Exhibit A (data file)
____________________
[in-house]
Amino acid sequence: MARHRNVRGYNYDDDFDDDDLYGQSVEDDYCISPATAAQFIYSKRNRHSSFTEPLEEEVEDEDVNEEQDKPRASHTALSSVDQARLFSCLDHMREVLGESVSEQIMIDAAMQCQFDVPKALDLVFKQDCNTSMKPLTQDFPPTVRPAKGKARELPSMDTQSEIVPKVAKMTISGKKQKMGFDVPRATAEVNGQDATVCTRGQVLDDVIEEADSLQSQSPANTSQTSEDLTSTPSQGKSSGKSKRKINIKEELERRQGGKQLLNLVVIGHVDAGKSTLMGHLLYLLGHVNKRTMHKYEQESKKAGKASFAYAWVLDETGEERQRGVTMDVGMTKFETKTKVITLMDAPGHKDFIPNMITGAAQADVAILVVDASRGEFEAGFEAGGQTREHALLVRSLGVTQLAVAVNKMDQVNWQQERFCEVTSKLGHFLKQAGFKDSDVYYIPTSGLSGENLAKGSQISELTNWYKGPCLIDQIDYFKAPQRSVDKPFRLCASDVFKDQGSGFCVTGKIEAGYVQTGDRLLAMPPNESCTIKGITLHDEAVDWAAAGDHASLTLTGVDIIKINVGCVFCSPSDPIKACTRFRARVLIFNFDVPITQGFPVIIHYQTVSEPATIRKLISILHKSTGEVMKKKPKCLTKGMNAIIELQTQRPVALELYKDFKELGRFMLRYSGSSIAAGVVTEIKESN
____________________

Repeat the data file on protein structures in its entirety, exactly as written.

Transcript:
[in-house]
Amino acid sequence: MARHRNVRGYNYDDDFDDDDLYGQSVEDDYCISPATAAQFIYSKRNRHSSFTEPLEEEVEDEDVNEEQDKPRASHTALSSVDQARLFSCLDHMREVLGESVSEQIMIDAAMQCQFDVPKALDLVFKQDCNTSMKPLTQDFPPTVRPAKGKARELPSMDTQSEIVPKVAKMTISGKKQKMGFDVPRATAEVNGQDATVCTRGQVLDDVIEEADSLQSQSPANTSQTSEDLTSTPSQGKSSGKSKRKINIKEELERRQGGKQLLNLVVIGHVDAGKSTLMGHLLYLLGHVNKRTMHKYEQESKKAGKASFAYAWVLDETGEERQRGVTMDVGMTKFETKTKVITLMDAPGHKDFIPNMITGAAQADVAILVVDASRGEFEAGFEAGGQTREHALLVRSLGVTQLAVAVNKMDQVNWQQERFCEVTSKLGHFLKQAGFKDSDVYYIPTSGLSGENLAKGSQISELTNWYKGPCLIDQIDYFKAPQRSVDKPFRLCASDVFKDQGSGFCVTGKIEAGYVQTGDRLLAMPPNESCTIKGITLHDEAVDWAAAGDHASLTLTGVDIIKINVGCVFCSPSDPIKACTRFRARVLIFNFDVPITQGFPVIIHYQTVSEPATIRKLISILHKSTGEVMKKKPKCLTKGMNAIIELQTQRPVALELYKDFKELGRFMLRYSGSSIAAGVVTEIKESN